Farm laws: Damage control bid in poll-bound states, say political analysts and Opposition leaders

The saffron party faces isolation in Punjab after it parted ways with the Akalis following the enactment of the laws.

Published: 20th November 2021 08:15 AM  |   Last Updated: 20th November 2021 04:27 PM   |  A+A-

Farmers dance at Tikri border as they celebrate after PM Modi announced repealing of the three farm laws on Friday. (Photo | PTI)

By Express News Service

For BJP, PM Narendra Modi’s big heart could have prompted the repeal of three contentious farm laws. For political analysts and Opposition leaders, it is simply a matter of electoral arithmetic. This holds especially true in poll-bound Uttar Pradesh and its spillover effect in Punjab elections.

In western UP, 16 districts comprise 136 Assembly seats out of the total of 403. Jat votes in these districts, which consolidated after the 2013 riots in BJP’s favour, have disintegrated. That means the Jats, an aggressive section of the farmer stir, are going back again with the Muslims against BJP — a grim warning for the party.

Samajwadi Party chief Akhilesh Yadav was blunt in his reaction. “The repeal symbolises the defeat of an individual’s ego, which has been prompted by the fear of losing 2022 polls. They’ll bring the same laws after elections.”

Congress’s Priyanka Gandhi said, “Why is the PM apologising now when 600-700 farmers have lost their lives? It is because (BJP’s) internal surveys have warned them of defeat in polls,” she said in Lucknow
Some analysts term it as the PM’s masterstroke to deny the Opposition any chance to gain an edge in the polls.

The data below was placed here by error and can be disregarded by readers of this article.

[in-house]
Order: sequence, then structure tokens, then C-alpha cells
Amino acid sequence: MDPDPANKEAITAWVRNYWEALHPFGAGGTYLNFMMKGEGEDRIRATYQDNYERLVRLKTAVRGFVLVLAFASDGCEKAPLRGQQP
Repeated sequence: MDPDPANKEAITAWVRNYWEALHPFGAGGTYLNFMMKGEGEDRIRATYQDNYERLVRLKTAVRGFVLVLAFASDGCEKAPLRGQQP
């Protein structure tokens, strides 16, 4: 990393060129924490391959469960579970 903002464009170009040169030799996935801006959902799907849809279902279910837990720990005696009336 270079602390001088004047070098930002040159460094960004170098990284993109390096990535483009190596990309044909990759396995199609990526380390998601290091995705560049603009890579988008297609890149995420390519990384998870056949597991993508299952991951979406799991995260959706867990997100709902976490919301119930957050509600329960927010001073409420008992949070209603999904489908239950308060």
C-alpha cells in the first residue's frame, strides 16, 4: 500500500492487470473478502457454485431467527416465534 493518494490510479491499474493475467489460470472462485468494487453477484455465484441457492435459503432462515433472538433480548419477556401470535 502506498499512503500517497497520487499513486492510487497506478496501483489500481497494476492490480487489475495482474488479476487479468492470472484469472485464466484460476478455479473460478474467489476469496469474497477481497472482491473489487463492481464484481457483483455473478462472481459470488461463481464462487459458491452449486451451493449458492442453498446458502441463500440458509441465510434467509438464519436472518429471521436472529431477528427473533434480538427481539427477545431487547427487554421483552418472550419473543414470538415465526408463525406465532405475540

They say the formidable Jat-Muslim votes would now stand divided to BJP’s advantage. In Punjab, political analyst Prof Ashutosh of Punjab University says BJP can now hope to have some kind of presence in the polls. “They would co-opt farmer leaders to preempt a backlash in the polls.”

Another political observer, Prof Kuldeep Singh says the decision would enable the Centre to have wider consultations with various farmer unions, something the government should have done earlier. “In the process, BJP would like to take credit for the decision and make a fresh beginning in Punjab after losing support.

The saffron party faces isolation in Punjab after it parted ways with the Akalis following enactment of the laws. Many say the poll dynamics would change with former CM Amarinder Singh going ahead with seat adjustment with the BJP.

In Uttarakhand, stakes are high for BJP. Jay Singh Rawat, a political commentator, said, “The repeal will have its effects in US Nagar where a sizable population of farmers supported the protests.” The Bajpur seat in the US Nagar district is considered a stronghold of former state minister Yashpal Arya. He was a cabinet minister for BJP and joined Congress last month.

Harpreet Bajwa (Chandigarh), Vineet Upadhyay (Dehradun), ENS (Lucknow)


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